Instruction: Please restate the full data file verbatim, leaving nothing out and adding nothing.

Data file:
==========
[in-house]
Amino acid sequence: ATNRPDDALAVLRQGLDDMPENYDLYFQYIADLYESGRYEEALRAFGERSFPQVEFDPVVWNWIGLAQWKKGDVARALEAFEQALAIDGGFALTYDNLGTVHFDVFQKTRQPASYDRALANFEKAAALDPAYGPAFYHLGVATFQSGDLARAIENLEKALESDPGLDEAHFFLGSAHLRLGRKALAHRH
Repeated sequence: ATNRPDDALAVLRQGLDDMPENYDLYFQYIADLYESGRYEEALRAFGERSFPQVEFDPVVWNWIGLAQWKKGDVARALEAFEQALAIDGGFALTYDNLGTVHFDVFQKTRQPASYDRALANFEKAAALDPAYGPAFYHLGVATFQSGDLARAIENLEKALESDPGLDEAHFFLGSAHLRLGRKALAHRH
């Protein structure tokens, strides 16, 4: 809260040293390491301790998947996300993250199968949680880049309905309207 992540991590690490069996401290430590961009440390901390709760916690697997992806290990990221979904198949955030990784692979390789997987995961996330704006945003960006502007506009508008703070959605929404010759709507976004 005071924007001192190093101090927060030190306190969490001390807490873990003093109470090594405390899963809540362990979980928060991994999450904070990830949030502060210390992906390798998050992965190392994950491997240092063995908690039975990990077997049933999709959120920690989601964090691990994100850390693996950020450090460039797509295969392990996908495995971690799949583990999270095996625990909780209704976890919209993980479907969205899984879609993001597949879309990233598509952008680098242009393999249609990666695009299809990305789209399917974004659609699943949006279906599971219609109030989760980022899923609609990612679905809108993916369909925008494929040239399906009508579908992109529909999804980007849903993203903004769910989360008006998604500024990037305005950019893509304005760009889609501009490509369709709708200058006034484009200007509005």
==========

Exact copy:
[in-house]
Amino acid sequence: ATNRPDDALAVLRQGLDDMPENYDLYFQYIADLYESGRYEEALRAFGERSFPQVEFDPVVWNWIGLAQWKKGDVARALEAFEQALAIDGGFALTYDNLGTVHFDVFQKTRQPASYDRALANFEKAAALDPAYGPAFYHLGVATFQSGDLARAIENLEKALESDPGLDEAHFFLGSAHLRLGRKALAHRH
Repeated sequence: ATNRPDDALAVLRQGLDDMPENYDLYFQYIADLYESGRYEEALRAFGERSFPQVEFDPVVWNWIGLAQWKKGDVARALEAFEQALAIDGGFALTYDNLGTVHFDVFQKTRQPASYDRALANFEKAAALDPAYGPAFYHLGVATFQSGDLARAIENLEKALESDPGLDEAHFFLGSAHLRLGRKALAHRH
């Protein structure tokens, strides 16, 4: 809260040293390491301790998947996300993250199968949680880049309905309207 992540991590690490069996401290430590961009440390901390709760916690697997992806290990990221979904198949955030990784692979390789997987995961996330704006945003960006502007506009508008703070959605929404010759709507976004 005071924007001192190093101090927060030190306190969490001390807490873990003093109470090594405390899963809540362990979980928060991994999450904070990830949030502060210390992906390798998050992965190392994950491997240092063995908690039975990990077997049933999709959120920690989601964090691990994100850390693996950020450090460039797509295969392990996908495995971690799949583990999270095996625990909780209704976890919209993980479907969205899984879609993001597949879309990233598509952008680098242009393999249609990666695009299809990305789209399917974004659609699943949006279906599971219609109030989760980022899923609609990612679905809108993916369909925008494929040239399906009508579908992109529909999804980007849903993203903004769910989360008006998604500024990037305005950019893509304005760009889609501009490509369709709708200058006034484009200007509005």